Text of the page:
Pathogenesis of human immunodeficiency virus-induced neurological disease

Andrew V. Albright, Samantha S. Soldan, Francisco González-Scarano

Research output: Contribution to journalReview article

118 Scopus citations

Abstract

Infection of the central nervous system by the type 1 human immunodeficiency virus (HIV-1) commonly results in a number of neurological impairments known, in their most severe form, as HIV-associated dementia (HAD). The persistence of HIV encephalitis (HIVE), the pathological correlate of HAD, in spite of highly active antiretroviral therapy (HAART) underscores the importance of continued research focused on the neurobiology of HIV. To elucidate direct and indirect mechanisms of HIV neuropathogenesis, current investigation is focused on neuroinvasion, HIV-1-mediated mechanisms of neuronal damage and apoptosis, and compartmentalized evolution of virus in the brain. The aim of this review is to provide a selective overview of the most recent research on the neurobiology of HIV, adding only a brief introduction regarding established principles.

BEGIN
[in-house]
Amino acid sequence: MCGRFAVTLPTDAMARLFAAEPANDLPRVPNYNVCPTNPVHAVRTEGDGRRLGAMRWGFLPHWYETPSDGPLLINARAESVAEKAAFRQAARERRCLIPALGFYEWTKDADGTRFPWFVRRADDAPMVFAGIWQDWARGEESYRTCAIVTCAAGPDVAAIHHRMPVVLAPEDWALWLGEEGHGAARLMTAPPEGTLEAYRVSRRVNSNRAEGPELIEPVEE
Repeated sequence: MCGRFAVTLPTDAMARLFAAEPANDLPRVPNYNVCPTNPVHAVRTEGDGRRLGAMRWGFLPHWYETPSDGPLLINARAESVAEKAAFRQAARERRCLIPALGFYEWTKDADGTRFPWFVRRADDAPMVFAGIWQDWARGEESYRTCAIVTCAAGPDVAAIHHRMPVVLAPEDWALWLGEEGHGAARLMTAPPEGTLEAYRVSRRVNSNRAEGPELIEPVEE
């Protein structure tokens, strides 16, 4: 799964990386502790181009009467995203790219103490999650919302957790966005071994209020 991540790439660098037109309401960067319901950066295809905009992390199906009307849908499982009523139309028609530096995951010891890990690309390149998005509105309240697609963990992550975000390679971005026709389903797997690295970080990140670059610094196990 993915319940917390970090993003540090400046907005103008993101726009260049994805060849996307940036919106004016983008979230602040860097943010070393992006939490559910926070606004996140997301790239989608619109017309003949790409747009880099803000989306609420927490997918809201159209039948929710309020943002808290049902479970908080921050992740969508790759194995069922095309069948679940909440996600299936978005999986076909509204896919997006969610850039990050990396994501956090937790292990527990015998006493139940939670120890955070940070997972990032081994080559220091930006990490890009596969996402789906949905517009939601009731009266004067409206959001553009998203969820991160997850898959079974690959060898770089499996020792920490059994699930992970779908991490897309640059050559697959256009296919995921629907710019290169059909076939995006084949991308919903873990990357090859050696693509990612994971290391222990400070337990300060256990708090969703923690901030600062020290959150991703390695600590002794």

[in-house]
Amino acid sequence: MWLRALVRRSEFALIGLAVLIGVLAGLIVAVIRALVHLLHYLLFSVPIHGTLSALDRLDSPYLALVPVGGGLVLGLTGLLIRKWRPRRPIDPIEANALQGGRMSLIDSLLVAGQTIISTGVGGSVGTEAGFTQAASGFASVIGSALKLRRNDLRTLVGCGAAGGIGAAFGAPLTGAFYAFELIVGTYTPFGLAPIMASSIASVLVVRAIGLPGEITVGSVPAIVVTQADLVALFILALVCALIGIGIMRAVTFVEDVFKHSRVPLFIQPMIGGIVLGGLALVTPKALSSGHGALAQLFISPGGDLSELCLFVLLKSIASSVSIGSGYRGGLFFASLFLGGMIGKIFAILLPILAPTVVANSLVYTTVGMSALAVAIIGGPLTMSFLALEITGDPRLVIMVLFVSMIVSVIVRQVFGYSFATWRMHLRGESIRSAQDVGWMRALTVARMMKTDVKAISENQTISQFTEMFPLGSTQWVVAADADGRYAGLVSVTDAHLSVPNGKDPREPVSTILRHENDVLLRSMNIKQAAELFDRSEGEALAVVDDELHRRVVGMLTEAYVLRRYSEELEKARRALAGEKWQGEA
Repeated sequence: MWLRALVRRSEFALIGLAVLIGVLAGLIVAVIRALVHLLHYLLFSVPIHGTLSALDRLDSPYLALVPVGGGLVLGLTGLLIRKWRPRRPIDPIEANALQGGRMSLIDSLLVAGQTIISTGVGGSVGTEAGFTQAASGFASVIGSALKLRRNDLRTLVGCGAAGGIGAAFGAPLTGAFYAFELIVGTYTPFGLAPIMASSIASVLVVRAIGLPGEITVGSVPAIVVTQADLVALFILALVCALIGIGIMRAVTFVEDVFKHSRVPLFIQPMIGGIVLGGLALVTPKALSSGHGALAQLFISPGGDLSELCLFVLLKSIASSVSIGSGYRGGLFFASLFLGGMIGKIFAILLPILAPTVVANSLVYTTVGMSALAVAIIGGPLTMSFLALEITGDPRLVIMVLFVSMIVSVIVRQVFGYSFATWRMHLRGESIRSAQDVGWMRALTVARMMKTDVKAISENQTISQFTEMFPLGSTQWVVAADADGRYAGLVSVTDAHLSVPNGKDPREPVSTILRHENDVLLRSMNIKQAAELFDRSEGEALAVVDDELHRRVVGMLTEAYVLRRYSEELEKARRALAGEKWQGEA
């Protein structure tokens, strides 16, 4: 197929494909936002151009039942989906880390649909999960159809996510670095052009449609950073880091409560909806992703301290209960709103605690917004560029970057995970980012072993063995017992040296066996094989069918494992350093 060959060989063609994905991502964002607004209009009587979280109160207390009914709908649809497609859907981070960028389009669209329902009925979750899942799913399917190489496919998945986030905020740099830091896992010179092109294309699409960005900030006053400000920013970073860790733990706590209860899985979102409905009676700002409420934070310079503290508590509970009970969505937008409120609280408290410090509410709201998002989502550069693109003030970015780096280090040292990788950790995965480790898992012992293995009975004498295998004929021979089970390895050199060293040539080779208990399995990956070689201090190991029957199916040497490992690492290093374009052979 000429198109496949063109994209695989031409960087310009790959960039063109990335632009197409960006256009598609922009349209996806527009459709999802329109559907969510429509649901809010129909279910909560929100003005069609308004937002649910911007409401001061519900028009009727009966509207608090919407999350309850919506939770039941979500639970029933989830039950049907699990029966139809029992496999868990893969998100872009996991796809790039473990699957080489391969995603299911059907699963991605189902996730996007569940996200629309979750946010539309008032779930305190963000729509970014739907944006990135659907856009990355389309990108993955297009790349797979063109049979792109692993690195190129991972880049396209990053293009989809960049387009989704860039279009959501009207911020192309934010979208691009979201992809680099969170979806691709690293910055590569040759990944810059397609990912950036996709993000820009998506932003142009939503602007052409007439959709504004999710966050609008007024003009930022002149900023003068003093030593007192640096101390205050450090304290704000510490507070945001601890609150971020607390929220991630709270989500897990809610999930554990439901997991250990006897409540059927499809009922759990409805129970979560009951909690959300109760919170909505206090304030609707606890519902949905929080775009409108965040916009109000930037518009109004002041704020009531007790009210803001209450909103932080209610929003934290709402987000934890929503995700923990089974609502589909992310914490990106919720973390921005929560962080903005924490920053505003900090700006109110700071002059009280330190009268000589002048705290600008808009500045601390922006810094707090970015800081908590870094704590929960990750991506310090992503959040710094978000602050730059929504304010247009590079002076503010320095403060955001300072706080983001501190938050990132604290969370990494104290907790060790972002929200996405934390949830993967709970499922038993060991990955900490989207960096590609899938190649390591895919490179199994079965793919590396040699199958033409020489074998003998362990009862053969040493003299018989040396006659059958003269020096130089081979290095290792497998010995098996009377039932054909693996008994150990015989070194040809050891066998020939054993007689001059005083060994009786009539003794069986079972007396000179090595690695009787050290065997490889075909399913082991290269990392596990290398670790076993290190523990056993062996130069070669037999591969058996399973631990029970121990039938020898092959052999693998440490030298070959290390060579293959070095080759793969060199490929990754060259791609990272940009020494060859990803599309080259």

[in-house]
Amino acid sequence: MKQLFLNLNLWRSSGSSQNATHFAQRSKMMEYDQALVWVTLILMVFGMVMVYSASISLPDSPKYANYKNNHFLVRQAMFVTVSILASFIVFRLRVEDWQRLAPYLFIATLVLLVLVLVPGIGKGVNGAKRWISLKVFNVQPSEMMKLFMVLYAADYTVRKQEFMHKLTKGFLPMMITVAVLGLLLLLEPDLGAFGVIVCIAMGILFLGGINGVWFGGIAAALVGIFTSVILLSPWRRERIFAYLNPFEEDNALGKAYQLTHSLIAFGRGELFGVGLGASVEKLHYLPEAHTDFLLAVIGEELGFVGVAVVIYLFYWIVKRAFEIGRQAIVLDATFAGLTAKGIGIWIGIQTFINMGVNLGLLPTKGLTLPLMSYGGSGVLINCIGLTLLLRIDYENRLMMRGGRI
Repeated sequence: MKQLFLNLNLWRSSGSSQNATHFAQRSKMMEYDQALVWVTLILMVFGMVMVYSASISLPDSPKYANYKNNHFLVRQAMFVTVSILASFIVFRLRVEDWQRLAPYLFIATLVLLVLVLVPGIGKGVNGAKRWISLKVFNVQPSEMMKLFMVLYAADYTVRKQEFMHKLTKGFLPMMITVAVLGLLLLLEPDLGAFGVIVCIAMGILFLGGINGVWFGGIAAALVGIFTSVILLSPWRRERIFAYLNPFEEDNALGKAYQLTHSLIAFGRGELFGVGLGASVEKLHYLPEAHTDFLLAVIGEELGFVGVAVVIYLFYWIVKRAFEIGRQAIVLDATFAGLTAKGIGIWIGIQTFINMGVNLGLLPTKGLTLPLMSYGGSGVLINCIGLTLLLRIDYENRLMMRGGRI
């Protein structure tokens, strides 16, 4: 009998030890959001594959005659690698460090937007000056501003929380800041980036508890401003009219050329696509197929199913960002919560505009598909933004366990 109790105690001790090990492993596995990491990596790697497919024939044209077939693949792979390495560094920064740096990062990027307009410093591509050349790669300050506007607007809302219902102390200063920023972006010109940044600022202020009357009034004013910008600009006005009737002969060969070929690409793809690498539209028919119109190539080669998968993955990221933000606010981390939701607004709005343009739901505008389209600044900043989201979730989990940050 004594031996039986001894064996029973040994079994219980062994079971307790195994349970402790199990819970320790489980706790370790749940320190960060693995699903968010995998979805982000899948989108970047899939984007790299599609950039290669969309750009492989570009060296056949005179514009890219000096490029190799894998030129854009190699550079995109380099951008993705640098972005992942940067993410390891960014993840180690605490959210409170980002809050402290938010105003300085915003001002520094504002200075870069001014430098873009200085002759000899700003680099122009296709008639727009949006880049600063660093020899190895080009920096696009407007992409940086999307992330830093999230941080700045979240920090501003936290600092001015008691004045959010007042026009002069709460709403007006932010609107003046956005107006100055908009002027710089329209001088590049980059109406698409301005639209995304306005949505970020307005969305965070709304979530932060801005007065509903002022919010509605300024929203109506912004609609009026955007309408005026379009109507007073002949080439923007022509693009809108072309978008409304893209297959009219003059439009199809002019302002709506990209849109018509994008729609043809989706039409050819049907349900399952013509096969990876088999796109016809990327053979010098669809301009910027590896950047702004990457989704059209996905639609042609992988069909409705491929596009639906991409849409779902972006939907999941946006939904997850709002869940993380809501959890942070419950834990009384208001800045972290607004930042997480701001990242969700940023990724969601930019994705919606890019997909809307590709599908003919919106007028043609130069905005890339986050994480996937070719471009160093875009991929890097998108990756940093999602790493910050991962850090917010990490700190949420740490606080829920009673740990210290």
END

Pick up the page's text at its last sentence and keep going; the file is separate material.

Original languageEnglish (US)
Pages (from-to)222-227
Number of pages6
JournalJournal of NeuroVirology
Volume9
Issue number2
DOIs
StatePublished - Apr 2003

Keywords

  • Entry
  • HIV
  • Neuropathogenesis

ASJC Scopus subject areas

  • Neurology
  • Clinical Neurology
  • Cellular and Molecular Neuroscience
  • Virology

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